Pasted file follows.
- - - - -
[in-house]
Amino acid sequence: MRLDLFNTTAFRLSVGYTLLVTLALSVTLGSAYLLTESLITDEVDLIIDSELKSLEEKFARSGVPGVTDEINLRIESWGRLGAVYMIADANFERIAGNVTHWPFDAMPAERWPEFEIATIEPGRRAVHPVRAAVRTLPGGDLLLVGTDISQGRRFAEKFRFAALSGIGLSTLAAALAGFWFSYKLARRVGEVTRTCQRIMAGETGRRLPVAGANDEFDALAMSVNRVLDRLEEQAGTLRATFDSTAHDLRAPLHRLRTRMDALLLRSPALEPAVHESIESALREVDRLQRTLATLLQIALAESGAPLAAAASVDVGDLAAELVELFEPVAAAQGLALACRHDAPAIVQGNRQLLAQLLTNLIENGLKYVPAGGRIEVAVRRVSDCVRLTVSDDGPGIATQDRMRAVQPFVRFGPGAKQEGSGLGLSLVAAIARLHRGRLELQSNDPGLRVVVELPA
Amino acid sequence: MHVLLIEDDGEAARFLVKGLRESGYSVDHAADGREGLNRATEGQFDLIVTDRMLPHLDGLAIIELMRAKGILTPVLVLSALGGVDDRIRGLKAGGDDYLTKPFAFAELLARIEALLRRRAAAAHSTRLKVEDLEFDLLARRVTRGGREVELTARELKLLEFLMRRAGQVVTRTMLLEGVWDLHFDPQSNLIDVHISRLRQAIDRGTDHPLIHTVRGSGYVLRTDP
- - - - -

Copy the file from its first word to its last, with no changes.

[in-house]
Amino acid sequence: MRLDLFNTTAFRLSVGYTLLVTLALSVTLGSAYLLTESLITDEVDLIIDSELKSLEEKFARSGVPGVTDEINLRIESWGRLGAVYMIADANFERIAGNVTHWPFDAMPAERWPEFEIATIEPGRRAVHPVRAAVRTLPGGDLLLVGTDISQGRRFAEKFRFAALSGIGLSTLAAALAGFWFSYKLARRVGEVTRTCQRIMAGETGRRLPVAGANDEFDALAMSVNRVLDRLEEQAGTLRATFDSTAHDLRAPLHRLRTRMDALLLRSPALEPAVHESIESALREVDRLQRTLATLLQIALAESGAPLAAAASVDVGDLAAELVELFEPVAAAQGLALACRHDAPAIVQGNRQLLAQLLTNLIENGLKYVPAGGRIEVAVRRVSDCVRLTVSDDGPGIATQDRMRAVQPFVRFGPGAKQEGSGLGLSLVAAIARLHRGRLELQSNDPGLRVVVELPA
Amino acid sequence: MHVLLIEDDGEAARFLVKGLRESGYSVDHAADGREGLNRATEGQFDLIVTDRMLPHLDGLAIIELMRAKGILTPVLVLSALGGVDDRIRGLKAGGDDYLTKPFAFAELLARIEALLRRRAAAAHSTRLKVEDLEFDLLARRVTRGGREVELTARELKLLEFLMRRAGQVVTRTMLLEGVWDLHFDPQSNLIDVHISRLRQAIDRGTDHPLIHTVRGSGYVLRTDP